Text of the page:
3. Results and Discussion
3.1. Identification of the Bacteriocin-Producing Strain JL-1
The strain JL-1 was selected at 72 h incubation because of its highest antibacterial activity against MRSA GIM 1.771 and E. coli O157:H7 GIM 1.707 with a diameter of the inhibition zones of mm and mm, respectively. It is a Gram-positive and catalase-negative Bacillus. The 16S rRNA gene sequence was amplified by PCR, and a 1485 bp gene fragment was sequenced after cloning and aligned using the NCBI database. We found that the 16S rRNA sequence of strain JL-1 had 99% similarity with that of L. pentosus KC422317.1. Additionally, a phylogenetic tree was constructed using MEGA 5.0 (Figure 1). The sequence of the 16S rRNA gene from strain JL-1 was submitted to the GenBank database under the accession number KY777710.
It has been reported that L. pentosus, a Lactobacillus species usually isolated from fermented and pickled food and animal intestines, can produce many functional metabolites, such as exopolysaccharides , β-galactosidase , and also some bacteriocins [29–31]. L. pentosus is LAB, so its metabolic products are GRAS and have the potential to act as natural preservatives [12, 32].
3.2. Purification of the Bacteriocin
The bacteriocin, pentocin JL-1, is one of the secondary metabolites of L. pentosus JL-1 after a 72 h incubation. In order to purify this bacteriocin, macroporous resin, cation-exchange, gel filtration, and semipreparative HPLC were used. During the purification process, its antibacterial activity against MRSA GIM 1.771 was evaluated. The crude bacteriocin was collected using macroporous resin D4020 and then was purified by SP-Sepharose Fast Flow. Three fractions F1, F2, and F3 were collected, and the fraction F3 had antibacterial activity against MRSA GIM 1.771 (see Figure S1 in Supplementary Material available online at https://doi.org/10.1155/2017/7657190), with a specific activity reaching up to 432 IU/mg (Table 3). The active fraction F3 was subsequently purified with Ultrahydrogel TM 250 gel filtration chromatography (Figure S2). In this step, three fractions F3A, F3B, and F3C were collected and their antibacterial activities were tested. The highest antibacterial activity fraction of F3A was collected for further purification by semipreparative HPLC, as shown in Figure 2. The fraction F3Aa had significantly higher antibacterial activity against MRSA GIM 1.771 than F3Ab (). F3Aa was repurified by analytical HPLC (data not shown), and the active fraction was collected and lyophilized for MS detection. The purification process and antibacterial activity are listed in Table 3. After the four-step purification, pentocin JL-1 was purified 70.7-fold at a yield of 4.7%. In previous studies, pentocin SJ-65 produced by L. pentosus SJ65 was purified 52-fold at a yield of 8% , bacteriocin KU24 produced by L. lactis KU24 was purified 24.58-fold , and plantaricin ZJ5 produced by L. plantarum ZJ5 was purified 139.5-fold at a yield of 1.7% .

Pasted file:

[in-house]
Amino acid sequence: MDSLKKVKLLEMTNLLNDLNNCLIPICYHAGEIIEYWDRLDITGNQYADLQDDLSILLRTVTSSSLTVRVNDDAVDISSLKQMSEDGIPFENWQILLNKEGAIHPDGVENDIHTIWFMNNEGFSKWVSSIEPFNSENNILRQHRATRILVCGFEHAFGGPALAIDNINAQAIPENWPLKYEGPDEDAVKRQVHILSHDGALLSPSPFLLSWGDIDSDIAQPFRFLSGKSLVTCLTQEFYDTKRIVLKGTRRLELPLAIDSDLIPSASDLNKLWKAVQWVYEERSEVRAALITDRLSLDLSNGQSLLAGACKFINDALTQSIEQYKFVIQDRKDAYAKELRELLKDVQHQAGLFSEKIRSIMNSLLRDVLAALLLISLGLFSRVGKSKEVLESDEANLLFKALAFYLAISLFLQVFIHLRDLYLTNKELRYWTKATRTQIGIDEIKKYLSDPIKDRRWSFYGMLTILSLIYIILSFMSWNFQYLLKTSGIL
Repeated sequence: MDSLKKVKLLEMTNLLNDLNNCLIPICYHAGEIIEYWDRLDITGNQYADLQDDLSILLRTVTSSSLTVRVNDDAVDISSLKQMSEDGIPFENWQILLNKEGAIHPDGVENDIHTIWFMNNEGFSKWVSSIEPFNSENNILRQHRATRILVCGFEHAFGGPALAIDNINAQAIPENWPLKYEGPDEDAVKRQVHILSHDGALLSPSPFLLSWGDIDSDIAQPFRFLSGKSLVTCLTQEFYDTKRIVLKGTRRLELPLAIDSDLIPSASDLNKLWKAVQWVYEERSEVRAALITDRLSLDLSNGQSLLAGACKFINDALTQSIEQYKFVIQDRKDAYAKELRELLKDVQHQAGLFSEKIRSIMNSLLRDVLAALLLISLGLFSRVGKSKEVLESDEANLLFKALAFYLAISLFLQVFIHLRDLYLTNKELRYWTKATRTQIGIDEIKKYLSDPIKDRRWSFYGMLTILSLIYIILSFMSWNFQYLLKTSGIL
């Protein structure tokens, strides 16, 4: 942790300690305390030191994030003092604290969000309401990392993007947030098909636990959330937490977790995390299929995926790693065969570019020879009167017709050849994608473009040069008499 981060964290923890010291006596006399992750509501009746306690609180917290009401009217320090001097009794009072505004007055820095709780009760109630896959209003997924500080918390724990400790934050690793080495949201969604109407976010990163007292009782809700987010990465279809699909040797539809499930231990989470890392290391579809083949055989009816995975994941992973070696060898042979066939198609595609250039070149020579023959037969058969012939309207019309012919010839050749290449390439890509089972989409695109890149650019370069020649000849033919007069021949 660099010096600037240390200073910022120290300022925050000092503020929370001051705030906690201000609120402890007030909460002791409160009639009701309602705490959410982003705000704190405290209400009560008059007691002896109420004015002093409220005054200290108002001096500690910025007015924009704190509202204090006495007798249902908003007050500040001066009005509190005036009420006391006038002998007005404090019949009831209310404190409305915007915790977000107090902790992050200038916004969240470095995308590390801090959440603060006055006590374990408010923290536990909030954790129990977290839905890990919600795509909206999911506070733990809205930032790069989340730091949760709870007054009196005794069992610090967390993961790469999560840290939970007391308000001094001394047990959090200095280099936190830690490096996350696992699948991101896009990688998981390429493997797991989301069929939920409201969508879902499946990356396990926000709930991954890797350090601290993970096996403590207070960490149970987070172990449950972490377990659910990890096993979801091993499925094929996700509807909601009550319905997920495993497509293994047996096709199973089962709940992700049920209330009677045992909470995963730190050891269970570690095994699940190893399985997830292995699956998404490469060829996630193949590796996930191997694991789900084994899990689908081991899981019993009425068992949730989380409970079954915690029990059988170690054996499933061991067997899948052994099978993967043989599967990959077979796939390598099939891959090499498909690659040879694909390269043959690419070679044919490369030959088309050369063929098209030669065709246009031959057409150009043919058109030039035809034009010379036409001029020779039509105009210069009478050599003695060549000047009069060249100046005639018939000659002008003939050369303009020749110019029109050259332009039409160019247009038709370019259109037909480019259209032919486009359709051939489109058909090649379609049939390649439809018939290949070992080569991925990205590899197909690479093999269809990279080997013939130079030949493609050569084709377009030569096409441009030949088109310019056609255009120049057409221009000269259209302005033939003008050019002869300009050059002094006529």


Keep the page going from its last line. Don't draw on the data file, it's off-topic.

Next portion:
The yield of pentocin JL-1 can be enhanced by optimizing the production conditions. In addition to incubation temperatures, initial pH values, inoculum density, loading volume, and culture medium optimization, coculture with other strains and autoinduction by a signal peptide produced by the strain itself are effective ways to improve the yield of bacteriocins. For example, at low cell densities, gassericin E was produced by L. gasseri EV146 after the addition of the supernatant from a previous bacteriocin-producing EV1461 culture (autoinduction) or through cocultivation with several other Gram-positive strains (inducing bacteria) . In addition, genetic engineering is a strategy to enhance the production of bacteriocins. In recent years, L. plantarum, L. lactis, L. sakei, S. thermophilus, and various other LAB have been used as hosts for heterologous expression [32, 35, 36].
In addition, from the purification process, we observed that pentocin JL-1 is a cationic and hydrophobic peptide, which was shown by cation-exchange, hydrophobic-interactions, and C18 reverse-phase HPLC (C18 RP-HPLC). Many bacteriocins such as bacteriocin KU24 , bacteriocin VJ13 , plantaricin ZJ5 , and other LAB bacteriocins share similar properties. Thus, the purification strategies can be compared and referenced.
3.3. Mass Spectrometry and Amino Acid Sequence
Pentocin JL-1 was identified by MALDI-TOF-MS. The results indicated that the purified pentocin JL-1 has a molecular mass of 2987.23 Da (Figure 3), which was different from those of the bacteriocins produced by L. pentosus reported previously, including the bacteriocin from L. pentosus RL2e of around 20 kDa , the bacteriocin B231 produced by L. pentosus of about 5 kDa , pentocin C50-6of about 2.5 kDa , and pentocin 31-1 of 5,592.225 Da . In addition, a variety of new bacteriocins produced by LAB has been successfully purified and characterized in the past few years. The molecular masses of the majority plantaricins is >3.0 kDa, although some smaller plantaricins have also been reported, such as plantaricin DL3 (2.1 kDa)  and ZJ008 (1334.77 Da) . However, to the best of our knowledge, the present study is the first report of a pentocin with a molecular mass of 2987.23 Da. In addition, six of the twenty-five amino acids of pentocin JL-1 could be identified by Edman degradation and the sequence is VAKVAR. Further sequencing failed probably due to the presence of a modified residue or some rare amino acids in the peptide that prevented cleavage by the Edman’s reagent. The sequence showed no homology with other known bacteriocins using protein BLAST against the GenBank database (https://blast.ncbi.nlm.nih.gov/Blast.cgi). Thus, pentocin JL-1 may be a novel LAB bacteriocin. To obtain more detailed information, further chemical and mass spectrometry techniques needed to be performed. In addition, the complete genome sequencing of our L. pentosus will be performed to gain insights into the genetic elements involved in bacteriocin production in the future.